Taoist Tai Chi Society finalizes purchase of Fenway hotel in Dunedin

in Uncategorized by

The Taoist Tai Chi Society of the United States has finalized the purchase this week of the historic Fenway building in Pinellas County, with plans to restore the property as its new National Headquarters.

Once completed, the Fenway, located at 453 Edgewater Drive in Dunedin, will become a central destination for members of the religious, charitable organization. The group boasts a United States membership of 6,000.

“As a dedicated member of the Dunedin community for years, we understand the historical importance of the Fenway and the warmth and love people have for this magnificent property,” said Taoist Tai Chi Society Executive Director Sean Dennison. “The Taoist Tai Chi Society is committed to being an outstanding steward of this important piece of the community, which will be admired by thousands of visitors as they bring enthusiasm, vitality and economic activity to the area.”

Dennison added that the new headquarters would maintain the historic architecture iconic to the Fenway for nearly a century.

Although the restoration will include upgraded facilities for community meetings and other public activities, the exterior will remain intact. The Fenway will also become the Society’s international conference center, expected to bring thousands of guests and visitors to Pinellas County.

A member of the Dunedin community since 2004, the Taoist Tai Chi Society began by offering health-benefiting programs at the city’s Hale Senior Activity Center. With a surge in membership, the organization moved in 2010 to its current full-time facility at 1370 Main Street.

Fenway will soon accommodate local residents from the Main Street facility, and additional space for the National Headquarters, which is now in Tallahassee.

The Taoist Tai Chi society has affiliated organizations in 26 countries, serving more than 42,000 participants, many of whom travel to Dunedin to attend regular programs in the practice of Taoist arts, such as Tai Chi, Lok Hup Ba Fa and meditation. The group also performs ceremonies to observe the Taoist calendar.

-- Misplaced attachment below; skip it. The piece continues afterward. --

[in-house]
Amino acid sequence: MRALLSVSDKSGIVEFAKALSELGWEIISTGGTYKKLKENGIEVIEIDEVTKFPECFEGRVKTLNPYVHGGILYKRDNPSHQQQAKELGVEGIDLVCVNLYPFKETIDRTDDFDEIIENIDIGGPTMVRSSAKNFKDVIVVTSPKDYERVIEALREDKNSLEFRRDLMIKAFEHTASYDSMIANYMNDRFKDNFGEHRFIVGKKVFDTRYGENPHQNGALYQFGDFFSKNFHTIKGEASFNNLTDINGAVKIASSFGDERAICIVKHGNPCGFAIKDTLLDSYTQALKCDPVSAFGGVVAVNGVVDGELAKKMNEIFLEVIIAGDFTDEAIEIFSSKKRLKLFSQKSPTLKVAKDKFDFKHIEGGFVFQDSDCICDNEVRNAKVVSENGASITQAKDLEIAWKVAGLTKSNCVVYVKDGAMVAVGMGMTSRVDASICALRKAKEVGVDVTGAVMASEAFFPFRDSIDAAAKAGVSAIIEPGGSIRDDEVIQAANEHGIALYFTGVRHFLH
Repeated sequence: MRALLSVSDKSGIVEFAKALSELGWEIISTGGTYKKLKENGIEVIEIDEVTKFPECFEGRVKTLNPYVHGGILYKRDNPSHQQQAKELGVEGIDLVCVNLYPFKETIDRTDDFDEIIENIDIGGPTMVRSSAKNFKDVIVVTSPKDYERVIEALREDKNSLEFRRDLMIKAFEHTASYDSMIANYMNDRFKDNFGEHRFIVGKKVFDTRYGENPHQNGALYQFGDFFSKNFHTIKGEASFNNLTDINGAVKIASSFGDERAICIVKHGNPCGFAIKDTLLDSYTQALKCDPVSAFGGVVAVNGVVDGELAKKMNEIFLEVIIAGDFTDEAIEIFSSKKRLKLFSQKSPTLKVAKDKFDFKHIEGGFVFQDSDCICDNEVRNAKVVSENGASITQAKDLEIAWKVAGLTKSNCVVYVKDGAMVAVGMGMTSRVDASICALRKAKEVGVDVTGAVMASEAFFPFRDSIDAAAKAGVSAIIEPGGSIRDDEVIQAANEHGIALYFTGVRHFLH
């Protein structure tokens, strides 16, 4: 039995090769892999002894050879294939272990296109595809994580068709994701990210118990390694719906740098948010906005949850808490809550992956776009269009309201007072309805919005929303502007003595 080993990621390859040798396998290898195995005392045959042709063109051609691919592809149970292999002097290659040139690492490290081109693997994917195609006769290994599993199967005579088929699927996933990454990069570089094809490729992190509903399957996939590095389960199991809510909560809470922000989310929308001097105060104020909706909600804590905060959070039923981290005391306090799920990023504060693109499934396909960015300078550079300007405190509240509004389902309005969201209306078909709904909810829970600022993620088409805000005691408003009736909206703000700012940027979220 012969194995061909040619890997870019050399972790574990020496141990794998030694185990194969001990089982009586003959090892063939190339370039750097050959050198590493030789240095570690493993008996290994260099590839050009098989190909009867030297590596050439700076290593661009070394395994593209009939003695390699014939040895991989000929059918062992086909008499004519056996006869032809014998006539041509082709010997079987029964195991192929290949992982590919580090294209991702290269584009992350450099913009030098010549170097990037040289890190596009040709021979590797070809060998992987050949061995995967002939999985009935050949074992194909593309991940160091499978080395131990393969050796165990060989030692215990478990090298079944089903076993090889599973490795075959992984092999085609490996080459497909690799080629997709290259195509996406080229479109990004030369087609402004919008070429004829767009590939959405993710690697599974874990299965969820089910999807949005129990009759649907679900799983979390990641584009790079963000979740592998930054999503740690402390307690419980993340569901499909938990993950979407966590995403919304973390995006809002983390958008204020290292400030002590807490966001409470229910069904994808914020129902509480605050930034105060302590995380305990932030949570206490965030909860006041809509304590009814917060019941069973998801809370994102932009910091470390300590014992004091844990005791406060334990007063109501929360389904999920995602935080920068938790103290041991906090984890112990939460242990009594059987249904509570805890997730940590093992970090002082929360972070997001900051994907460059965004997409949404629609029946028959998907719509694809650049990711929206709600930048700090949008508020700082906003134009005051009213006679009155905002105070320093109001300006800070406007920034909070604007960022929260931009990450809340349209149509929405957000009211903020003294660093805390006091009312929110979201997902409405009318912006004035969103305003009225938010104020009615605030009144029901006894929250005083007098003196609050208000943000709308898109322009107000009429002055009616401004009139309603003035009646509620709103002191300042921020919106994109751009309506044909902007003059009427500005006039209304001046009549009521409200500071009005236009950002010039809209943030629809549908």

“One of the mottos of our organization is ‘All cultures moving together in harmony,’ and the Society is particularly happy to locate its National Headquarters in Dunedin, a city well-known for its multicultural appreciation,” said Pinellas County middle school principal Pegoty Lopez Packman, who serves as President of the Taoist Tai Chi Society of the United States.

With a history of public service, the Taoist Tai Chi Society welcomes people of all ages and abilities to participate in Taoist arts programs, offering a number of health and wellness benefits.

“I entered the Dunedin Taoist Tai Chi Society location four short years ago with the intention of avoiding the need to use motorized assistance to get around,” said Dunedin resident Roseann Merriam, a volunteer with the Dunedin Historic Museum, who suffers from a nervous system disorder causing multiple issues with mobility.

“I have received more than I ever hoped. I walk straighter, and in fact, I am taller,” she said. “I have improved my self-confidence to the point where I can help others achieve these benefits as well.”

Phil Ammann is a St. Petersburg-based journalist and blogger. With more than three decades of writing, editing and management experience, Phil produced material for both print and online, in addition to founding HRNewsDaily.com. His broad range includes covering news, local government and culture reviews for Patch.com, technical articles and profiles for BetterRVing Magazine and advice columns for a metaphysical website, among others. Phil has served as a contributor and production manager for SaintPetersBlog since 2013. He lives in St. Pete with his wife, visual artist Margaret Juul and can be reached at phil@floridapolitics.com and on Twitter @PhilAmmann.